And, after all this digression, here’s the point. The daily and monthly contests are hundred-hand rounds (of which you can play up to five or eight, depending on whether you played five the previous day), always at maximum bet. Instead of the way the site usually works–where you start with 10,000 points and the total goes up or down depending on your play–in this case, you start with zero and gain whatever you win. At the end of the round, your score is reported and you land on another screen.

If your score is higher than the nut–the amount you’d actually bet if you were playing with real money–you get a big Congrulations! and the amount you would have won if you’d been playing at a quarter machine in an actual casino. (As some of the gold members have commented during monthly contests, some of the high scorers really need imaginary wheelbarrows to cart off all that imaginary money.)

This is all amusing, and keeping track of won/loss for a particular variation is one thing I do (and I’m sure others do), and would probably guide what I actually play if/when I do go to a real casino. But…

Last month’s monthly contest was a new variation: Hundred-hand poker (that’s not new: one hand is dealt; you choose which cards to hold; those cards show up on 99 other hands, and each of 100 hands is dealt out)…with Super Times Pay, which means that about 6% of the time your hands are worth anywhere from 2 to 10 times as much. (“About” is key: I’ve seen as few as zero and as many as 14 out of 100 hands get the STP multiplier, although it’s usually from 4 to 8.)

With Super Times Pay, max bet for each hand is six rather than five.

Doing the arithmetic…six times 100, carry the…you can see that you’re wagering 600 coins. On each hand.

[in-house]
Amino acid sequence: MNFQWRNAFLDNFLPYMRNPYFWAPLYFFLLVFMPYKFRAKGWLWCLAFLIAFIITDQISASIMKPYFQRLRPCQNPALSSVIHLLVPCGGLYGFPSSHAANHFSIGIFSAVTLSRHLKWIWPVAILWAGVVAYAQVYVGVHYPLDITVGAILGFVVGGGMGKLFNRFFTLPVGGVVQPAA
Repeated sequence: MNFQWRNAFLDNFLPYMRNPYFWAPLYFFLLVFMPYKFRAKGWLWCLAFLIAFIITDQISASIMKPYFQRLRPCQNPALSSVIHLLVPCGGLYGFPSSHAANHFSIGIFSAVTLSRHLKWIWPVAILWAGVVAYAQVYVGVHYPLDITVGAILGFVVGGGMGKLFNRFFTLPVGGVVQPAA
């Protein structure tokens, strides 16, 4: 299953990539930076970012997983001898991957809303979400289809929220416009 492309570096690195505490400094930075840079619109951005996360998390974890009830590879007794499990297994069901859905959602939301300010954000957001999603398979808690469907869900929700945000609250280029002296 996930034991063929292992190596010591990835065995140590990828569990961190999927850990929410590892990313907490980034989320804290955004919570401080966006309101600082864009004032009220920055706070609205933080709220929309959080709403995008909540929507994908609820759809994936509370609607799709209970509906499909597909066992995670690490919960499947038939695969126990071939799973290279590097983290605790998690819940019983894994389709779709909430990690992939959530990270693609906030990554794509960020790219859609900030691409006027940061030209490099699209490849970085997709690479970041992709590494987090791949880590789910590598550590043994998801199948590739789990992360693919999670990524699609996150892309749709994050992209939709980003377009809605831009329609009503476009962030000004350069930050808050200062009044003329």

So when, on my best session last month, I was informed that I would have won $7,370 or so…I found it hard not to laugh. Sure, if I was willing to wager $125.00 on each play. Let’s see: My total voluntary exposure is $50 per day. So I could play one play every 2.5 days… And, by the way, on the round just before that (which was far and away my best round–and about 5% of what I’d need to win the monthly contest), I would have lost $2,848.50.

Not. Gonna. Happen. Not ever. Oh, I’ll play 100-hand poker: It’s a great way to test out the odds of various holding strategies in real life. But I won’t play it in a casino: Even at a penny machine, that’s $5 per hand (without the Super Times Pay nonsense).

Let me amplify Not. Gonna. Happen. There are, I’d say, three categories of video poker:

  • Versions I would play in a casino once in a great while: Mostly versions where the total exposure on each hand is, say, $1 or less. That could include three-hand poker (the most common multihand option) with maximum wager on a nickel machine ($0.75/deal).
  • Versions I might play if I’d won Super Lotto or the Publisher’s Clearing House megaprize and was really bored, but probably not for very long: Those are games like my favorite online, Multi-Strike Poker (my favorite mostly because it’s visually and sonically superior to most others), where you’re betting 20 coins per deal.
  • Versions I wouldn’t play even if I won both Super Lotto and PCH, unless somebody else was paying for all the wagers and giving me some portion of the winnings. That’s basically anything involving a wager of more than $2 or so per deal. Which puts $600 per deal way out there.

All of which means I’ll never be a casino’s favorite customer. I don’t gamble: I game. And I only game as cheap entertainment, where I assume that I’ll lose all of my allotted funds and stop. Even if I was wealthy, it would offend my sensibilities to redefine “cheap” in a manner that made spending $5 on a single deal plausible.

As for actual real-world winning and losing: The odds say that, even if you play perfectly, you will spend money in the long run…and, of course, most slot players don’t even play close to optimally. A 1.5% house edge adds up over the long run.

But the long run is the long run. In fact, I’m up overall for at least the past decade, because other than a little gaming on cruises and the New Orleans sessions, I really haven’t spent much time playing with actual money in the past decade–and I was extraordinarily lucky in NOLA, including the first royal flush I’ve ever had. Was I disappointed that I only got $62.50 for the royal flush instead of $1,000 because I’d bet one quarter, not five? Not at all. I was gaming, not gambling.

And that’s it: some Sunday silliness. Now to get back to a project. Or maybe try one round of today’s free contest, where I can neither win nor lose any actual money.